Izlain at Me vs. Myself and I apparently drew the short straw amongst the podcast community and so I ended up on the Couch Podatoes Podcast episode 80.

CouchpodtatoeGraphicThe topic discussed was Daybreak Game Company, formerly Sony Online Entertainment, and how they and their games have fared over the year since that transition.  We track the timeline, gush about the state of EverQuest and EverQuest II, ponder DC Universe Online and PlanetSide 2, cast a critical eye on the H1Z1 split, and wonder whatever became of EverQuest Next.

For those interested, you can find the podcast here.

It has actually been a while since I was on a podcast.  I think the last one I was on was the VirginWorlds five year anniversary podcast, and the ten year anniversary is next month.  Doing the podcast was fun.  I enjoy talking about video games.  Actually listening to myself on the podcast is another matter.  My voice never sounds like I think it sounds and I can hear every malady that afflicts me in it.  I am clearly not completely over that bout of pneumonia I had in December.

Anyway, there it is!  Enjoy!  And a big thanks to Izlain for having me on!

(Also if you’re not into the “what are you playing” segment, which I must admit, as a listener, can be tiresome, you can jump to the 10:50 mark where the meat of the discussion begins.)

A Strange Time to Shoot Monkeys on Auraxis

These are great days we’re living, bros. We are jolly green giants, walking the Earth… with guns. These people we wasted here today are the finest human beings we will ever know. After we rotate back to the world, we’re gonna miss not having anyone around that’s worth shooting.

Crazy Earl, Full Metal Jacket

Life is heating up in the north end of null sec space.  As noted elsewhere, what has been dubbed the Casino War between SpaceMonkey’s Alliance and the gambling site I Want ISK has escalated into a concentrated attack on SMA’s home in the Fade region by groups hired by the gambling site to attack our Imperium allies.  SMA has abandoned their foothold in Cloud Ring and, after some of there own internal drama, set about to defend their space.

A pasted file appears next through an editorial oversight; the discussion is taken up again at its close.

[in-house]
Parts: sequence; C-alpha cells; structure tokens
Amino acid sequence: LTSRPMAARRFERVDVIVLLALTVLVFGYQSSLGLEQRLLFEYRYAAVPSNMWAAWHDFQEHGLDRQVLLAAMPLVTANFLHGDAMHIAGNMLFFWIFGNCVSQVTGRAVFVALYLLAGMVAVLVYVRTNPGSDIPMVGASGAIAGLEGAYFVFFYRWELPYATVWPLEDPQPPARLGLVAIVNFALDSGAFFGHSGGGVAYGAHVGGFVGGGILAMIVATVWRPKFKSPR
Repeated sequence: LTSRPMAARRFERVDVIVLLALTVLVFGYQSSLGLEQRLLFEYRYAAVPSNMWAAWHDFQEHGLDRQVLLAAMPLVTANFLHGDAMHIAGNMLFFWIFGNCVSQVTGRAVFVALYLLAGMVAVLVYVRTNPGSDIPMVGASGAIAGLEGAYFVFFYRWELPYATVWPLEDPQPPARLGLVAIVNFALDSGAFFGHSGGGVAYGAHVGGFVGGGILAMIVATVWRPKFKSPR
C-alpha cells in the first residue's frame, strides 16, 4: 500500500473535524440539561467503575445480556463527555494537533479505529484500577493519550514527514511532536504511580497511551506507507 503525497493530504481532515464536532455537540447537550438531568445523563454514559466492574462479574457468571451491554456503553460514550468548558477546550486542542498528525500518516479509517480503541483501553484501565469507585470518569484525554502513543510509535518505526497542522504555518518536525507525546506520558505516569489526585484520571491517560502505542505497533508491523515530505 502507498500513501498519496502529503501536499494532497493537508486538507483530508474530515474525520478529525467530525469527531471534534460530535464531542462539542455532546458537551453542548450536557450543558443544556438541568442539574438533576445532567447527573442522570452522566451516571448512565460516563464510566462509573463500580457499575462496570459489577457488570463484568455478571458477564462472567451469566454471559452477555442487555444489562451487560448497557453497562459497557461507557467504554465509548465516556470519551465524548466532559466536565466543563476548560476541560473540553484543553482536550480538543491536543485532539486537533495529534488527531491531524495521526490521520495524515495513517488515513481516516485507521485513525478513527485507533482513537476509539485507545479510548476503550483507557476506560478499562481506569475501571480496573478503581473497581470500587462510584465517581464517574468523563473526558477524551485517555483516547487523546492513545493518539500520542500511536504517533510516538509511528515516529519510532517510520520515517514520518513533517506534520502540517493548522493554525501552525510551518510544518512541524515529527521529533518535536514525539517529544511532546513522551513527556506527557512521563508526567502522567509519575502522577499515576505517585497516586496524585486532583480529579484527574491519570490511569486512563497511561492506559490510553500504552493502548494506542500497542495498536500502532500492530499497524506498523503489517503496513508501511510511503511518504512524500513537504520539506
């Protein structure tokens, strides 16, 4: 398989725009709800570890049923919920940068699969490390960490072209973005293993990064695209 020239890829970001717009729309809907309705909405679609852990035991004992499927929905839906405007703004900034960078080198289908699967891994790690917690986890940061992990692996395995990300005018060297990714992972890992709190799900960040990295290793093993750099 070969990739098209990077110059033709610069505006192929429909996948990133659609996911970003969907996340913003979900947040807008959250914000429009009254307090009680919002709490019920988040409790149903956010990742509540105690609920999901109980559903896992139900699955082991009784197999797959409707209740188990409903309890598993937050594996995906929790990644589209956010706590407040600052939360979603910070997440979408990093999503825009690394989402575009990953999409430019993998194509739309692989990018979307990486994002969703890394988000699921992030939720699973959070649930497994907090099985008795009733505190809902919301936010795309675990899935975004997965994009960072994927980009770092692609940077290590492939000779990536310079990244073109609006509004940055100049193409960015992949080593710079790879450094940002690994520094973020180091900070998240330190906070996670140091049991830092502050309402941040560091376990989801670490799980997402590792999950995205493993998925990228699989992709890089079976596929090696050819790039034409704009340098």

Of course The Imperium is there to stand by and defend SMA.  Reavers were recalled to the north.  Forces have been focused to help cover their space.

Suggestions by our foes that we reset or otherwise abandon SMA in the middle of this fight are beyond ludicrous.  Nobody gets reset in the middle of a war.  That is a recipe for disaster.  If anybody deserves to get cut, they’ll get cut when things settle down.

Besides, a war, one with regular action right in the middle of our home space, one that has fleets going up every night, with kill mails to be had, along with a brand new shiny doctrine to fly… well, is that made-to-order content or what?

So with that pot boiling, it seems like an absolutely perfect time to… tell the coalition to go play another game!

Yes, The Mittani is monetizing his followers in conjunction with Daybreak and/or/by (pick the one that suits your narrative) encouraging a team building expedition to PlanetSide 2! 

As with the H1Z1 invasion last year, there is a code you can get from the site to collect a few exclusive items.

Official graphic or something

Official graphic or something

I think the “and more” is the title Imperator.

Members of The Imperium are being encouraged to run off and play… in the middle of our war… as part of the Vanu Sovereignty on the Emerald server.

On the upside of all of this PlanetSide 2 (unlike H1Z1) is free (to the point of being problematic for Daybreak), relatively stable (though we broke the server on the first night), and being a shooter, is easy enough to jump into and out of quickly if there are no fleet ops going on at the moment.

So, good line member that I am, I went and downloaded the PlanetSide 2 client again and started trying to figure out how to play over the weekend.  It is a shooter, but it is also an MMO with advancement and upgrades and a cash shop and blah blah blah… plus, while I played it for a bit when it launched, that was a couple years back.

I think I’ve sort of got a handle on the medic role at this point.  The graphics, and thus the world, as somewhat bland.  But for a shooter where you can get a hundred people in a pretty small area killing each other, that is probably a requirement just to keep frame rates up.  The cash shop is as confusing as ever.  I have nearly 12K in what was once Station Cash on my account from subscribing to EQ and EQ2 over the last few years and I couldn’t tell you want I should spend it on.  So it just sits in my wallet.